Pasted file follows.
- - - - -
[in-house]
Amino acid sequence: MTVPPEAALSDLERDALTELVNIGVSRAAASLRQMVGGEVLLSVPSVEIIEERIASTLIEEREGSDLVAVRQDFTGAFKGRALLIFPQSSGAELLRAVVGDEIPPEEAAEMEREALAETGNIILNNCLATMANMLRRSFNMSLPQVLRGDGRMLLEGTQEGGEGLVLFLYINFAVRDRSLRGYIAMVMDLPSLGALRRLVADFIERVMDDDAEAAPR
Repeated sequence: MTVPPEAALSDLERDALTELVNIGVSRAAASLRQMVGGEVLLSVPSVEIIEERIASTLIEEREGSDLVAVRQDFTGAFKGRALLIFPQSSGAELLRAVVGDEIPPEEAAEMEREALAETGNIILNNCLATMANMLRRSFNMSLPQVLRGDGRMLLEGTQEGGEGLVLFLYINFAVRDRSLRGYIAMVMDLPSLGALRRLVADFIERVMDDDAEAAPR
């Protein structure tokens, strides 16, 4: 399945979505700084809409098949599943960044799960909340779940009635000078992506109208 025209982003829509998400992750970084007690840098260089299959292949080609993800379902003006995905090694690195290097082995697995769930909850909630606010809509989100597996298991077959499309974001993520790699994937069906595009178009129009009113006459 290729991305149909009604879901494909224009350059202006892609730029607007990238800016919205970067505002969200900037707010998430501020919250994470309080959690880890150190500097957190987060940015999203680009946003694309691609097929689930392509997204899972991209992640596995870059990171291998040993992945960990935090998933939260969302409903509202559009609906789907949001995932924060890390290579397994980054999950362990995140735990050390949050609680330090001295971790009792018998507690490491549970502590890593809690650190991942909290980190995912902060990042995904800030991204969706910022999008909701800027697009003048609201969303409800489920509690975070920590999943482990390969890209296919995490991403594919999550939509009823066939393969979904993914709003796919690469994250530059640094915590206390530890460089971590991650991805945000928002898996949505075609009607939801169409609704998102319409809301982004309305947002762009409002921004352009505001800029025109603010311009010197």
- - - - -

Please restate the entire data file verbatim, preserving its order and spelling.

[in-house]
Amino acid sequence: MTVPPEAALSDLERDALTELVNIGVSRAAASLRQMVGGEVLLSVPSVEIIEERIASTLIEEREGSDLVAVRQDFTGAFKGRALLIFPQSSGAELLRAVVGDEIPPEEAAEMEREALAETGNIILNNCLATMANMLRRSFNMSLPQVLRGDGRMLLEGTQEGGEGLVLFLYINFAVRDRSLRGYIAMVMDLPSLGALRRLVADFIERVMDDDAEAAPR
Repeated sequence: MTVPPEAALSDLERDALTELVNIGVSRAAASLRQMVGGEVLLSVPSVEIIEERIASTLIEEREGSDLVAVRQDFTGAFKGRALLIFPQSSGAELLRAVVGDEIPPEEAAEMEREALAETGNIILNNCLATMANMLRRSFNMSLPQVLRGDGRMLLEGTQEGGEGLVLFLYINFAVRDRSLRGYIAMVMDLPSLGALRRLVADFIERVMDDDAEAAPR
């Protein structure tokens, strides 16, 4: 399945979505700084809409098949599943960044799960909340779940009635000078992506109208 025209982003829509998400992750970084007690840098260089299959292949080609993800379902003006995905090694690195290097082995697995769930909850909630606010809509989100597996298991077959499309974001993520790699994937069906595009178009129009009113006459 290729991305149909009604879901494909224009350059202006892609730029607007990238800016919205970067505002969200900037707010998430501020919250994470309080959690880890150190500097957190987060940015999203680009946003694309691609097929689930392509997204899972991209992640596995870059990171291998040993992945960990935090998933939260969302409903509202559009609906789907949001995932924060890390290579397994980054999950362990995140735990050390949050609680330090001295971790009792018998507690490491549970502590890593809690650190991942909290980190995912902060990042995904800030991204969706910022999008909701800027697009003048609201969303409800489920509690975070920590999943482990390969890209296919995490991403594919999550939509009823066939393969979904993914709003796919690469994250530059640094915590206390530890460089971590991650991805945000928002898996949505075609009607939801169409609704998102319409809301982004309305947002762009409002921004352009505001800029025109603010311009010197």